Politics in the UK

Well, the final results are in and the debacle of the recent election is still to simmer.
 
The Conservatives are in a stronger, coalition not required state. Labour has been trounced by it loss of its heartland in Scotland: look at where all the back-bone Labour cabinet members came from over the last 20 years and you will realise that the race for the leadership will be a mute one. It will be a rudderless ship for the next 2-3 years. And all because the unions ruined it by backing Ed - when really everybody at the time of the leadership election - said it was mad that David did not get it. No matter how many times Ed was wheeled out ever since, the public have simply laughed. We all knew he was never going to make it. It was an emporers clothing moment: and yet none of his advisors wanted to admit that their Wallace was truly stark naked.
 
The Liberal Democrats, who profess to be the most principled party ten years ago, threw those principles out the window when they joined the coalition. They could not make their education policy stick because they wanted to taste power. With no principles you get no votes. It was only a matter of time. Time for them to go back to their local council politics and rebuild their party once again from local strength. We won't seem them for some time.
 
UKIP was always a one man idea, even with 13% of the national vote and just one seat - it really did not feel that it was a governing party. That was a result most likely of the ridiculous performance of Farage on the TV debates: it undermined the whole parties attitude.
 
Now the SNP have their overwhelming power in the Scottish parliament - that does not mean they have any power in London. The slender lead by the Conservatives will need bolstering with good whips. The SNP won't get another independence vote for some years yet. And just as well. The SNP will need to prove themselves as a national force. Let us see if Nicola can deliver before they consider that breakaway. Ultimately though that power will still be constrained by the power from London: it will truly be a test of their ability to manage the resources they are given - they must not retreat into blaming lack of resources from the rest of the UK taxes for not making it work: it is now all down to the SNP. Good luck to them!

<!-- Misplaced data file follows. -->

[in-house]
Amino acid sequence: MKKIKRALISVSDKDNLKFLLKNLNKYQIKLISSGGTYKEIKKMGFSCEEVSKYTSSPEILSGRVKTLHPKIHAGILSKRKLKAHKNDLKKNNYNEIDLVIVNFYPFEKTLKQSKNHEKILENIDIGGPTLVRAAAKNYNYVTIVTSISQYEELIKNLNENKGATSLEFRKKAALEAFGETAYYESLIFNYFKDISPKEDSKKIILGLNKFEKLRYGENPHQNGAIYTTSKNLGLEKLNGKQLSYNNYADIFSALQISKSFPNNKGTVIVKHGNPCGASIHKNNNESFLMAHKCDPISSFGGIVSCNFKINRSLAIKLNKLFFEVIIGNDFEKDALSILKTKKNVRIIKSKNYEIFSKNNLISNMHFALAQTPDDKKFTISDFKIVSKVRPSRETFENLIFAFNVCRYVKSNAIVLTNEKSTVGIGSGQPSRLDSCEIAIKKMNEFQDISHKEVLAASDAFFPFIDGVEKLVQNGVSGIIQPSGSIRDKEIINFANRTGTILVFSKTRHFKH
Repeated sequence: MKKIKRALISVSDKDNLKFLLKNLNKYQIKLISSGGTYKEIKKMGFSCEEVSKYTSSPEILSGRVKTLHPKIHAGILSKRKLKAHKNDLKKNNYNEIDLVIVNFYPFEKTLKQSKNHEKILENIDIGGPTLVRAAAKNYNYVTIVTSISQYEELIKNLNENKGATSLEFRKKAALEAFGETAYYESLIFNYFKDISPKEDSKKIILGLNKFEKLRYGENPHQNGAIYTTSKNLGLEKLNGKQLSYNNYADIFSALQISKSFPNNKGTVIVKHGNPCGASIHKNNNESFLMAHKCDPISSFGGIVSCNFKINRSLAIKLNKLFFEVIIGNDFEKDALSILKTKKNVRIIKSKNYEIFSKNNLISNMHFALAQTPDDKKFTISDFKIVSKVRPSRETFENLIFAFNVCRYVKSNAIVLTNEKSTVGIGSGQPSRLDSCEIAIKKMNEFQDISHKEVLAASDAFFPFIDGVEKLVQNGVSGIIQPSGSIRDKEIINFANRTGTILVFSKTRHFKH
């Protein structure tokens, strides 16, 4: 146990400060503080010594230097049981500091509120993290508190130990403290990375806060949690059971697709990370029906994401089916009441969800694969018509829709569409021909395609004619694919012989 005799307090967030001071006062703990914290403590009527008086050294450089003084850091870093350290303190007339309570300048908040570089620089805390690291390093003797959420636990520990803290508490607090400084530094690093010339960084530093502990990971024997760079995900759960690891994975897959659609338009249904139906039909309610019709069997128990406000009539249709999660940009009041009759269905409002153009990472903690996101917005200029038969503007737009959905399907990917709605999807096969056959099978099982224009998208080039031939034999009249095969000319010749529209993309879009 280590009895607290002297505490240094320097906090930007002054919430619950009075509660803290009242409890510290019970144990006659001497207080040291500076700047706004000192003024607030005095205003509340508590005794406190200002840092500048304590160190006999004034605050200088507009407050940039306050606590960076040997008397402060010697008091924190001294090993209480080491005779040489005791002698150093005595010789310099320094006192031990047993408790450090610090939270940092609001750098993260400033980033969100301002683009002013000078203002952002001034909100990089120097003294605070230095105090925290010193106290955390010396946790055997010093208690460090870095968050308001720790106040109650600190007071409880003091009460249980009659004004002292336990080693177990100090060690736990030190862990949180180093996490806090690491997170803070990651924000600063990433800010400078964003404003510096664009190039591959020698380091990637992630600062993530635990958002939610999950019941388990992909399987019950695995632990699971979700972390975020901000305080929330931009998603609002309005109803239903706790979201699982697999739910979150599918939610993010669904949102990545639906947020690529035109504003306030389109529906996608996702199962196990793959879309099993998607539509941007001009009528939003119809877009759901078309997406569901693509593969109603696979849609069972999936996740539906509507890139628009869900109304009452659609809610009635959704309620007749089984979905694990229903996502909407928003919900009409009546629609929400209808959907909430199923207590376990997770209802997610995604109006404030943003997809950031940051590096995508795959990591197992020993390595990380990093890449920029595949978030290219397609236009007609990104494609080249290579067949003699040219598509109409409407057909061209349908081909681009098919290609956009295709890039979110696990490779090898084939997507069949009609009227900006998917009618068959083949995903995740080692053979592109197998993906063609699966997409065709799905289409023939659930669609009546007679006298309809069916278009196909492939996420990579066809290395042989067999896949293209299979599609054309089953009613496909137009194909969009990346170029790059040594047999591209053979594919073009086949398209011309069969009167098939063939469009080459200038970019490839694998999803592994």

So we have a European referendum coming up. Well it is likely that we will stay in but within the remit of just the original EEC remit: ie. it is an economic union for trade and standards but nothing else.
 
The forthcoming Greece Exit from the Euro will weaken the governance of the European currency. This means that UK like Switzerland and the Nordics will keep an arms length from the madness of thinking you can join such different countries together. It cannot be done - and there must be a better way of recognising our neighbours without working as a single currency union. We will see the euro have real problems due to undermining from corrupt members printing as much of it as possible. There is plenty of fraud still around, especially fraud that can be manipulated by neighbour states that want to undermine the power of Europe (namely Russia - and in a more subtle way the US).